Mr. Speaker, I will be sharing my time with the member for Waterloo—Wellington.
It is a pleasure for me to participate in the debate. If there was any message that I wanted to convey in response to the throne speech that we heard from the Prime Minister through the Governor General last week it is that the throne speech is solid, balanced and responsible.
Let me outline why I believe that those three very positive words explain the great value and substance of our latest throne speech, a throne speech that shall be the foundation for the months and years between now and the next election. I know I will be proud to contest the next election based on the record of the government, not only since the year 2000 but in fact from the year 1993.
Why is it a solid throne speech? Why is the opposition somewhat blind in failing to recognize the value and vision contained in that speech? The fundamental premise of the speech is on health, the physical health of people. We look forward to the report by the hon. Roy Romanow next month. He will be reporting on behalf of the national Commission on the Future of Health Care in Canada which he has undertaken at the behest of the Prime Minister. It will be the most thorough, modern, up to date and current report on the state of public health care in Canada and will certainly provide a strong signal to the government on what should be done, not only federally but provincially and territorially, to make sure that our citizens get the health care they deserve.
When I use the word solid to describe the throne speech that also refers to the health of our communities, be they rural communities or major cities and all sizes of communities in between. I represent a rural riding in northern Ontario, the riding of Algoma—Manitoulin, with some 60 communities ranging in size from a few hundred citizens up to 12,000 or 13,000. That would be the largest community in my riding. We do not see our large cities in Canada as the enemy. They in fact are our partners. It is not a matter of the cities versus rural Canada. It is a matter of the cities and rural Canada working together to make the country strong.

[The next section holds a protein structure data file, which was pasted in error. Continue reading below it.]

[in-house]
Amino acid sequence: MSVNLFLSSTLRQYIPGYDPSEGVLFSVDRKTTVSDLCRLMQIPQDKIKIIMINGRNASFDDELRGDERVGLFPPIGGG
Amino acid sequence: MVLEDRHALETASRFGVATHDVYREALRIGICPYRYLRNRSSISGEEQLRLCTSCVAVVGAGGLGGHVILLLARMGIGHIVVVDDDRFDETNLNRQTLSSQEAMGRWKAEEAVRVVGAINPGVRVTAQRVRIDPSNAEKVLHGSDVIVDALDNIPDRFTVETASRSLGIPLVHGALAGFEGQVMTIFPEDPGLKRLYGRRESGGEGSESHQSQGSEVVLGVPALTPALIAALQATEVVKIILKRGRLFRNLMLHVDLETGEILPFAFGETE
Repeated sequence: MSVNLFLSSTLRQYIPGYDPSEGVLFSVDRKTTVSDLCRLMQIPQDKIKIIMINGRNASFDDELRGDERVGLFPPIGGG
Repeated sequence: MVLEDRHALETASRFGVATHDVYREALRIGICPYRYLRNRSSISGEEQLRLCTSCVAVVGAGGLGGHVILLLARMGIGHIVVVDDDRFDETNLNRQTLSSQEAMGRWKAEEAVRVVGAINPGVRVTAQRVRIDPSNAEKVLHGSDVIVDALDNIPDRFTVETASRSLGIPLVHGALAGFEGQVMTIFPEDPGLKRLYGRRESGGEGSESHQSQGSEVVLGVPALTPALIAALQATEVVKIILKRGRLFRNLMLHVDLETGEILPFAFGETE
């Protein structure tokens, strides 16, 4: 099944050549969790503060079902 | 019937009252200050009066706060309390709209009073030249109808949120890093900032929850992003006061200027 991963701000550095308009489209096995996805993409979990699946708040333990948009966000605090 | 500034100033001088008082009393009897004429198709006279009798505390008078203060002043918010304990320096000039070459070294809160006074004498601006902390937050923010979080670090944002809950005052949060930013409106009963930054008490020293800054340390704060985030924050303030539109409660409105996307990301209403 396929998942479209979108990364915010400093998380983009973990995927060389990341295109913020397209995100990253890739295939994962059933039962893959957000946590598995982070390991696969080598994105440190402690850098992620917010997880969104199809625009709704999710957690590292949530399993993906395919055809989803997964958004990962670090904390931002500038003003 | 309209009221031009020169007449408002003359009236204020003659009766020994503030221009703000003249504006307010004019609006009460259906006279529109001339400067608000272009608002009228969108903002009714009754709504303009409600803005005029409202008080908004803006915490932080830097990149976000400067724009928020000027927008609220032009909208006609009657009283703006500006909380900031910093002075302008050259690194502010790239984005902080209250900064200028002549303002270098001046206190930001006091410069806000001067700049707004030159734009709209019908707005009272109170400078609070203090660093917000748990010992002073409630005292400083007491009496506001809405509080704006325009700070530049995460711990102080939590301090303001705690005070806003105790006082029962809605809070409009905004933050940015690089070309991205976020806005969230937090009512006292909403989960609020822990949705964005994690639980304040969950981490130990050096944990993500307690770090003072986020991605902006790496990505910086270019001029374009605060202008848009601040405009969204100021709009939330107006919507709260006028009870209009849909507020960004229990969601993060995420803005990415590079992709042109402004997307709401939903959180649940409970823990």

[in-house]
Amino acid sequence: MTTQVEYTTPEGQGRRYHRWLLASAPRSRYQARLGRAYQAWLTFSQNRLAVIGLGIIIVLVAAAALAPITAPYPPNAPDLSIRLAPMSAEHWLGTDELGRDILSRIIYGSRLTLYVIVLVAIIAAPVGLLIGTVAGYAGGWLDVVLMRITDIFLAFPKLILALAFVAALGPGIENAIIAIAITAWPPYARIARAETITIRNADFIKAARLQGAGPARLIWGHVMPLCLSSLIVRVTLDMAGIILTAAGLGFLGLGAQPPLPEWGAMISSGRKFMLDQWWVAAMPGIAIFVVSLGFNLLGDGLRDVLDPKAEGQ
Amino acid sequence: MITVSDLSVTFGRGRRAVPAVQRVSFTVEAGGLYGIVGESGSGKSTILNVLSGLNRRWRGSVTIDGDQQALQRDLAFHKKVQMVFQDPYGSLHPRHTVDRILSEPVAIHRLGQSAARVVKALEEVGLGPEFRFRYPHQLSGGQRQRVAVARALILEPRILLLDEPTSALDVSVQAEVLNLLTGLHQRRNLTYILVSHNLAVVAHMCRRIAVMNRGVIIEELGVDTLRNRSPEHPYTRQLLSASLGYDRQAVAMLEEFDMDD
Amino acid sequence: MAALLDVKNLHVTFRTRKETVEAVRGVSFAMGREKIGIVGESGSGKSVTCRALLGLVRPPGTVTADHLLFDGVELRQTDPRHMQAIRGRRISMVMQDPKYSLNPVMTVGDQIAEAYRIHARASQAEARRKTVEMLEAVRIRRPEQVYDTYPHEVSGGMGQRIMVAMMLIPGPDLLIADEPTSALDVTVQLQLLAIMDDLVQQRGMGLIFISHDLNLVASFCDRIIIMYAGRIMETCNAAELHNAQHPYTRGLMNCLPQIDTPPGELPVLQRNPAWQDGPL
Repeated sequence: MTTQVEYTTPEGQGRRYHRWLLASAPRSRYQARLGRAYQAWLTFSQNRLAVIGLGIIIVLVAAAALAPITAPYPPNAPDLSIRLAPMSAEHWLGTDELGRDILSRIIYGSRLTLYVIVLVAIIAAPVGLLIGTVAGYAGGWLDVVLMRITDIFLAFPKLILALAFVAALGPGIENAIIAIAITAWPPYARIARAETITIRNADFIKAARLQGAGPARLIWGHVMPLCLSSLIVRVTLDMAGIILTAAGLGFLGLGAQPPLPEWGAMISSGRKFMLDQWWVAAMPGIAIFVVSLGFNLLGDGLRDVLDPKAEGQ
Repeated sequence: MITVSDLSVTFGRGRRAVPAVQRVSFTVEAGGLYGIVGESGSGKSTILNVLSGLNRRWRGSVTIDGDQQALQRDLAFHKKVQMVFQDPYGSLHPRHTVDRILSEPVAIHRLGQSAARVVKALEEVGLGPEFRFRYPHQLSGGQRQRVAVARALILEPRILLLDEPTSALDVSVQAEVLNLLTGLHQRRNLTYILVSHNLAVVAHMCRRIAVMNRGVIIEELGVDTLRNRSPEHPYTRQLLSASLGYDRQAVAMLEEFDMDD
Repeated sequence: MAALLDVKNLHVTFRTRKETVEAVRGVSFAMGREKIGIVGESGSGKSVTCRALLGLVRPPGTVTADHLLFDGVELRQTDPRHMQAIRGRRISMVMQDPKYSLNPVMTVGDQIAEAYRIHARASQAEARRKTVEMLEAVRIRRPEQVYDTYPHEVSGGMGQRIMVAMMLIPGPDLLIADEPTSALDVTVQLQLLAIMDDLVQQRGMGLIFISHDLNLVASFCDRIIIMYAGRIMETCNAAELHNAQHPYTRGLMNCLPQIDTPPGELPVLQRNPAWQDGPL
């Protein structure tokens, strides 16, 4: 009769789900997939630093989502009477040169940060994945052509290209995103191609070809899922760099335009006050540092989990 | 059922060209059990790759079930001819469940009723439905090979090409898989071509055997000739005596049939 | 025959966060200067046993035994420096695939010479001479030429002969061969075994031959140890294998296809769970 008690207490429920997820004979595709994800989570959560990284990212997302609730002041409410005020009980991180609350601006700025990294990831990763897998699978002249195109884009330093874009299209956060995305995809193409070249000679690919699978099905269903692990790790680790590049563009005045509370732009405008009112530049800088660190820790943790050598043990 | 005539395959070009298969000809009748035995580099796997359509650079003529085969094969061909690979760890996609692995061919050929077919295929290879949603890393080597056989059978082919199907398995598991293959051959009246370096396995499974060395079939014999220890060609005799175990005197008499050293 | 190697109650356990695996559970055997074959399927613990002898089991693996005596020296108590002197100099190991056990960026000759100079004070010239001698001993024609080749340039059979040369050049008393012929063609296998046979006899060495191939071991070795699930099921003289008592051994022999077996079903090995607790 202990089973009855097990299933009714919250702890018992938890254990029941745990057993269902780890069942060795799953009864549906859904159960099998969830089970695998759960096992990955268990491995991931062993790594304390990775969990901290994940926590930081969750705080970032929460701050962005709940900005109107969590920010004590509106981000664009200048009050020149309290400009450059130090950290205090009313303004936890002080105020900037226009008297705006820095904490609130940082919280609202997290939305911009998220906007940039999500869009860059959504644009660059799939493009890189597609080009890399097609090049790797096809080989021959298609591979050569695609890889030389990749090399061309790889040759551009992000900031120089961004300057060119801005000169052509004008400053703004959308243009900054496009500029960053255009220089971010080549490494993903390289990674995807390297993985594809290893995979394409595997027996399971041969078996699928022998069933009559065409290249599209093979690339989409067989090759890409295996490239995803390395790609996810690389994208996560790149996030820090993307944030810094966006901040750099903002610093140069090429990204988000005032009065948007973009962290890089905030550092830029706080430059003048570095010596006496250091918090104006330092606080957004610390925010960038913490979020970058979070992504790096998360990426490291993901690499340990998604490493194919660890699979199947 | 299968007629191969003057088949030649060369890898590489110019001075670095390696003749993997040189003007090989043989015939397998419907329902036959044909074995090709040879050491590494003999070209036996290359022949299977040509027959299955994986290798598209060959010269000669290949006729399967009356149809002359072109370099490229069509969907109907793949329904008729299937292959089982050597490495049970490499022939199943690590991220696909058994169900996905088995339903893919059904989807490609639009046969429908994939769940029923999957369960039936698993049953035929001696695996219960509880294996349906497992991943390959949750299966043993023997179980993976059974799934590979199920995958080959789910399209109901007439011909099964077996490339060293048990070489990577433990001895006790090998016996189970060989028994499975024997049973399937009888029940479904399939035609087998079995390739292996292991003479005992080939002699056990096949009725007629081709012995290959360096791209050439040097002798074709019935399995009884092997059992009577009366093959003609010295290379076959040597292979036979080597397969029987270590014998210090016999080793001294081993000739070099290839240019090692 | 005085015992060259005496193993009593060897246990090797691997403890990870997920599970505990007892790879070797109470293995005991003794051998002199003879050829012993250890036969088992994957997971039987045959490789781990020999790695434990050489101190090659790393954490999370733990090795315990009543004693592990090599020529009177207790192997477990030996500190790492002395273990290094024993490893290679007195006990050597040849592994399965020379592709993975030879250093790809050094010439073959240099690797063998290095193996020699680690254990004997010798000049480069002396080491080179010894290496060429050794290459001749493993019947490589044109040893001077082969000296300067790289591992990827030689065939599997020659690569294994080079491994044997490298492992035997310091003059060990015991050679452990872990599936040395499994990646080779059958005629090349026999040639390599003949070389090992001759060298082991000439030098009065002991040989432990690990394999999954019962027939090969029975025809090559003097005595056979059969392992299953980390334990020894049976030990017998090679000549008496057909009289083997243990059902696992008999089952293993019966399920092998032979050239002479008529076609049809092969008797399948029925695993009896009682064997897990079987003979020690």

The throne speech recognizes the value of all communities, large and small, to the economic strength of our nation. The announcement of a 10 year program for infrastructure investment is an example of the government's recognition that our future lies, on one hand, in our citizens, but, just as important, in the communities wherein those citizens live.
The throne speech is solid also because it talks about health of the environment. Several bills will be reintroduced, such as species at risk and others, that will deal with the environment. However I would like to point out that the government's commitment to the Kyoto accord is a real commitment. I look forward to the debate in the House of Commons on the Kyoto accord. I look forward to a vote in this place hopefully before the end of the year where the House of Commons will endorse the government's plan and intention to ratify the Kyoto greenhouse gas accord.
Our citizens expect nothing less than that we do the right thing, not only for ourselves and the planet in this day but for our children and grandchildren who will inherit this planet from us.
We cannot pick up and leave. We obviously have to live here. It behooves us to manage this beautiful planet for the benefit of all, not just our own wealthy nation but for poor nations as well.